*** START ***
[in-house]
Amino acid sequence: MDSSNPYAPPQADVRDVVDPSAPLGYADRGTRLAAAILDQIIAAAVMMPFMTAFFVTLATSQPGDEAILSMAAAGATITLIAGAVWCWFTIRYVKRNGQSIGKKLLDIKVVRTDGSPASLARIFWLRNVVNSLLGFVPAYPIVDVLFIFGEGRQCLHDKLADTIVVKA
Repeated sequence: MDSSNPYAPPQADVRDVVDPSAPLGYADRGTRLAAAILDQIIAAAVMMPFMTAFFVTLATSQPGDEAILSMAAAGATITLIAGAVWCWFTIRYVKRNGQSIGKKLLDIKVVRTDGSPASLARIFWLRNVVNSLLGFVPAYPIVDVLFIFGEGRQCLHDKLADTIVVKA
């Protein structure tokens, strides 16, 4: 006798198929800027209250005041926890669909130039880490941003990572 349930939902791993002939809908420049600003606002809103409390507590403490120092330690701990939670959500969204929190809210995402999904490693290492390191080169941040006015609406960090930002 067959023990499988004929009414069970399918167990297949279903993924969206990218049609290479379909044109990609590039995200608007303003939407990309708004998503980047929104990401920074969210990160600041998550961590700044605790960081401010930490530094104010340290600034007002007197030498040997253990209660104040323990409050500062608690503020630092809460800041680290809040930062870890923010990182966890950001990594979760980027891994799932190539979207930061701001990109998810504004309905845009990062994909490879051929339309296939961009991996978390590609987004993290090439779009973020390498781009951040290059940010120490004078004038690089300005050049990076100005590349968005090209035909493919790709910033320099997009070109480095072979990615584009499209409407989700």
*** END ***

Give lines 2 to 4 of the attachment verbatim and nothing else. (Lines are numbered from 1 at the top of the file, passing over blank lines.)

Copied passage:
Amino acid sequence: MDSSNPYAPPQADVRDVVDPSAPLGYADRGTRLAAAILDQIIAAAVMMPFMTAFFVTLATSQPGDEAILSMAAAGATITLIAGAVWCWFTIRYVKRNGQSIGKKLLDIKVVRTDGSPASLARIFWLRNVVNSLLGFVPAYPIVDVLFIFGEGRQCLHDKLADTIVVKA
Repeated sequence: MDSSNPYAPPQADVRDVVDPSAPLGYADRGTRLAAAILDQIIAAAVMMPFMTAFFVTLATSQPGDEAILSMAAAGATITLIAGAVWCWFTIRYVKRNGQSIGKKLLDIKVVRTDGSPASLARIFWLRNVVNSLLGFVPAYPIVDVLFIFGEGRQCLHDKLADTIVVKA
């Protein structure tokens, strides 16, 4: 006798198929800027209250005041926890669909130039880490941003990572 349930939902791993002939809908420049600003606002809103409390507590403490120092330690701990939670959500969204929190809210995402999904490693290492390191080169941040006015609406960090930002 067959023990499988004929009414069970399918167990297949279903993924969206990218049609290479379909044109990609590039995200608007303003939407990309708004998503980047929104990401920074969210990160600041998550961590700044605790960081401010930490530094104010340290600034007002007197030498040997253990209660104040323990409050500062608690503020630092809460800041680290809040930062870890923010990182966890950001990594979760980027891994799932190539979207930061701001990109998810504004309905845009990062994909490879051929339309296939961009991996978390590609987004993290090439779009973020390498781009951040290059940010120490004078004038690089300005050049990076100005590349968005090209035909493919790709910033320099997009070109480095072979990615584009499209409407989700």